Why No Women?

My first publication, The Wind and the Spark, comes out this week in Fictionvale Episode 6. It’s one of my older stories, originally written in 2013; but after revisions in late 2014 with wonderful editorial help of Venessa Giunta at Fictionvale, I’m very proud of the tale. But I noticed one deep problem that I couldn’t fix in editing.

There are no female characters. None whatsoever, main or secondary or background.

Let me explain why:

The Bad Answer

The story takes place in the middle of the 19th century, on an Arctic military installation. Male-dominated profession, a cooped-up location. Within the story’s logic, there shouldn’t be any women there. This world is slightly more egalitarian than real history because of manpower shortages (pun intended) arising from long-term war, but we’re in the wrong geographical spot to see that in action.

So why is this a bad answer?

Nobody forced me to write a story about men in their manly Nordic outpost of manliness. I chose to write in a setting that excluded women. Therefore, I definitely need to have…

The Good Answer

Honestly, it’s just chance that I sold this sausage-fest first. As I’ve said before, diversity in fiction is a good thing for many reasons. The point is not to meet quotas, but to write fiction that reflects the world’s real diversity.

I don’t want to be one of those guys who pays lip service to diversity while writing about the bros and their manly manproblems, or blithely pasting in all-white futures, pasts, and secondary worlds. So it’s time to test myself, and check the demographics for all the stories I currently have out on submission, plus my works in progress (WIP).

For these statistics I limited myself to the top 3 characters in each story, though I sometimes included major presences who never come onstage. I only examined how the characters reflect real-Earth society, not how they fit into their local setting. For fantasy settings I’ve assigned characters to the Earth civilization they most evoke, though that obviously makes for crude approximations.

The Results

Diversity Table

Some thoughts:

  • 19/37 female, 7/14 protagonists.
  • 19/37 white, including the three “unspecified but assume white” and the many European Jews.
  • No, I’m not going to try to define “white;” that’s above the pay grade of this blog post.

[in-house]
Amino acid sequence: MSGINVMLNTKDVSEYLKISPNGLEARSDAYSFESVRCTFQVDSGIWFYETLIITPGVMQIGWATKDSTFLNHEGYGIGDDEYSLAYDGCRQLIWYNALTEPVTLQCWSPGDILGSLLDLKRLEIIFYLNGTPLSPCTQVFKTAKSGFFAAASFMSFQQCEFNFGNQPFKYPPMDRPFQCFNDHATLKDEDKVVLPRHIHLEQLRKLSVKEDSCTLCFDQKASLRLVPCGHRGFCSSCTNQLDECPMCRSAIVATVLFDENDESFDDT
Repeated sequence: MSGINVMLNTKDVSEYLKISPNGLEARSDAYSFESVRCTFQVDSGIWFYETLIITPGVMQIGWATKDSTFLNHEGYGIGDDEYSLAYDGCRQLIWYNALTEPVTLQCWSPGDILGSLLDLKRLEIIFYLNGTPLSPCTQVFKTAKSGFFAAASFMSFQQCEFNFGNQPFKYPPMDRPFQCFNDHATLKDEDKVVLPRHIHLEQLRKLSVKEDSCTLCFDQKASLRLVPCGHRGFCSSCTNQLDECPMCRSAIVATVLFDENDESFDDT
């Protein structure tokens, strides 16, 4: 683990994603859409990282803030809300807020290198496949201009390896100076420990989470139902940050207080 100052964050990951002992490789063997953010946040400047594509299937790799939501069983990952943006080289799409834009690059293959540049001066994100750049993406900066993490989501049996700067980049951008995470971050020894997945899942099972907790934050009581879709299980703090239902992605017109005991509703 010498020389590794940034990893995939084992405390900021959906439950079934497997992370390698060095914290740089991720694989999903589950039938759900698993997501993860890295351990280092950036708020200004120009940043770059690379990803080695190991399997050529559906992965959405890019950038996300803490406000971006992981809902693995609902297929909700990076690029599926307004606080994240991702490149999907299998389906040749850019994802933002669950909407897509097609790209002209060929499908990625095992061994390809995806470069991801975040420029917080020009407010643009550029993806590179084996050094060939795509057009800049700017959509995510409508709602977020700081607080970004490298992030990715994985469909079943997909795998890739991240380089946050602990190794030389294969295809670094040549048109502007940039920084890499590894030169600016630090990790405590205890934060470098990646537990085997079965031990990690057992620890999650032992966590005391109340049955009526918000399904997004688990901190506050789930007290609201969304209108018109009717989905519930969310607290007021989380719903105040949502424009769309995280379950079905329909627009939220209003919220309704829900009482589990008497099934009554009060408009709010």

• “Hispanic” is probably the right word, because those three characters are all Hispanic-American. (Additional data not shown on chart: 4 stories set in USA, 6 in Europe, 2 in space, 3 in secondary worlds.)
  • † indicates a sexuality that’s identifiably other than cis/hetero (6/37 characters). Of the remaining 31, 11 are unambiguously cis/hetero. For the remaining 20, sexuality is ambiguous or not identifiable. (Authorial vision varies, but I don’t want to take credit for anything not in the text.)
  • The three *’s are the same character, as are the two **’s. I counted each appearance separately.
  • “Unspecified-white” means the story has no physical descriptions for anyone, but the character’s names are an “American generic” that probably implies white. The fairy is “bronze-skinned” but not any human ethnicity.
  • The MC of Custom Made is an inhuman entity in a female human form, but when it comes to Meltwater, this whole question gets utterly incomprehensible. I can’t even explain how incomprehensible it is without spoilers. This pleases me immensely.

Is this perfect? Surely not, even if I knew what “perfect” would be. This list has some definite strengths and successes, but also gaps and weaknesses. (For instance, compare diversity of characters vs. cultures/nations.) Nevertheless, it lets me answer this post’s question with data-driven certainty: I’ve only written one story on Frozen Sausage Island, I promise!

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